I wouldn`t even try to change anyone`s mind about Hillary Clinton. She is savaged by the left and the right. But read this little vignette in Humans of New York. It returns some of her humanity.

 Speaking of waterfalls, gaze at this one by the Icelandic/Danish artist Olafur Eliasson.

Such a visionary! Look through his website and marvel at his inventiveness. My tubes of paint and brushes are prehistoric in comparison.

 September is a pensive month. The fading light and cooling temperatures are the backdrop to many poignant memories. Beginning with Labor Day, I always think of my Dad who was a Teamster for decades. In his long career of manual labor, the union was critical in giving his family a decent, modestly secure life. I even have straight teeth because of a benefit won by his union. We were always taught to never, EVER cross a picket line and why. What the sacrifice meant and its larger significance politically. The labor movement has suffered terribly in modern times, a victim of relentless conservative demagoguing and of mechanization. Once it was an active element in the country`s political  struggle and evolution. To a lesser degree it still has a role, but as the influence of the   movement has waned, income inequality has reached a shameful level.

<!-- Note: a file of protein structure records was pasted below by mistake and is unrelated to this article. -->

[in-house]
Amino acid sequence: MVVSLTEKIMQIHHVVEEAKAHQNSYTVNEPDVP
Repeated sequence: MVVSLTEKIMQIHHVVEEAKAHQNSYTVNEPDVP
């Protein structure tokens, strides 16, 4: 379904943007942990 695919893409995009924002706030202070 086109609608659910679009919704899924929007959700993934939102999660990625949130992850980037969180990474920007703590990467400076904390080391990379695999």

Remember what it has achieved;